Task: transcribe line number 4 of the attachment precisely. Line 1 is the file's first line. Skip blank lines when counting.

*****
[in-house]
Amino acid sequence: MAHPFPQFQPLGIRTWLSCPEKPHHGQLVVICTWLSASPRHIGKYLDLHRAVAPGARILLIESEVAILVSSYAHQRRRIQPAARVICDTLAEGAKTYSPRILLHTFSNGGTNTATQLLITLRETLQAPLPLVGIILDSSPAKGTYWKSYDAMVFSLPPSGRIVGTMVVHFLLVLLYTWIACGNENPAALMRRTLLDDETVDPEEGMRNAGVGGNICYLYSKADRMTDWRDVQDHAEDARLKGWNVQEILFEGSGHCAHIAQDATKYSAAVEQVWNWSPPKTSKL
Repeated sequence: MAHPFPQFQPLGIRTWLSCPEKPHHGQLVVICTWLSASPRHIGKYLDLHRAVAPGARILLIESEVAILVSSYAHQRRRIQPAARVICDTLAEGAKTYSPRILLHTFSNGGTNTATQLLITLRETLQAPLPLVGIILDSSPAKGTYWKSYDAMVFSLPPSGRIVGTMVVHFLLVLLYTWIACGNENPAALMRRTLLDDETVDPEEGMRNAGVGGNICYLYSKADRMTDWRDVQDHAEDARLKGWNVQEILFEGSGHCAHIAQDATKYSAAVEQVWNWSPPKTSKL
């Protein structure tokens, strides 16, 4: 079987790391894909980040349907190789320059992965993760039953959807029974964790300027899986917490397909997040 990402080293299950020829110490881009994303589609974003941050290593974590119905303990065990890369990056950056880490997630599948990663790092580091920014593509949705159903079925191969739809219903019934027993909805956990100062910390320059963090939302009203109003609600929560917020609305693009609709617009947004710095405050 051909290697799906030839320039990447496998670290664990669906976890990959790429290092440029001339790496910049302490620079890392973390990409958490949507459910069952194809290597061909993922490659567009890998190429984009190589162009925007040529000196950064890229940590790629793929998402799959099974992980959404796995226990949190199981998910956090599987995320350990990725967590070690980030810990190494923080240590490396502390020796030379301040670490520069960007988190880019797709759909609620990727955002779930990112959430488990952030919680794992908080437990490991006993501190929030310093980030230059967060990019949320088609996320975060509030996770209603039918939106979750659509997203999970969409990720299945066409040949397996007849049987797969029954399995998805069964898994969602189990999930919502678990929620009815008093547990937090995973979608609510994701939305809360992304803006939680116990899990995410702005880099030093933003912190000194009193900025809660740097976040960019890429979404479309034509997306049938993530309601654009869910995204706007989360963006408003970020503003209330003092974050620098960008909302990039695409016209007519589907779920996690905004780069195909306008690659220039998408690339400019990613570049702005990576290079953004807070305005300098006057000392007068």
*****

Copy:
């Protein structure tokens, strides 16, 4: 079987790391894909980040349907190789320059992965993760039953959807029974964790300027899986917490397909997040 990402080293299950020829110490881009994303589609974003941050290593974590119905303990065990890369990056950056880490997630599948990663790092580091920014593509949705159903079925191969739809219903019934027993909805956990100062910390320059963090939302009203109003609600929560917020609305693009609709617009947004710095405050 051909290697799906030839320039990447496998670290664990669906976890990959790429290092440029001339790496910049302490620079890392973390990409958490949507459910069952194809290597061909993922490659567009890998190429984009190589162009925007040529000196950064890229940590790629793929998402799959099974992980959404796995226990949190199981998910956090599987995320350990990725967590070690980030810990190494923080240590490396502390020796030379301040670490520069960007988190880019797709759909609620990727955002779930990112959430488990952030919680794992908080437990490991006993501190929030310093980030230059967060990019949320088609996320975060509030996770209603039918939106979750659509997203999970969409990720299945066409040949397996007849049987797969029954399995998805069964898994969602189990999930919502678990929620009815008093547990937090995973979608609510994701939305809360992304803006939680116990899990995410702005880099030093933003912190000194009193900025809660740097976040960019890429979404479309034509997306049938993530309601654009869910995204706007989360963006408003970020503003209330003092974050620098960008909302990039695409016209007519589907779920996690905004780069195909306008690659220039998408690339400019990613570049702005990576290079953004807070305005300098006057000392007068």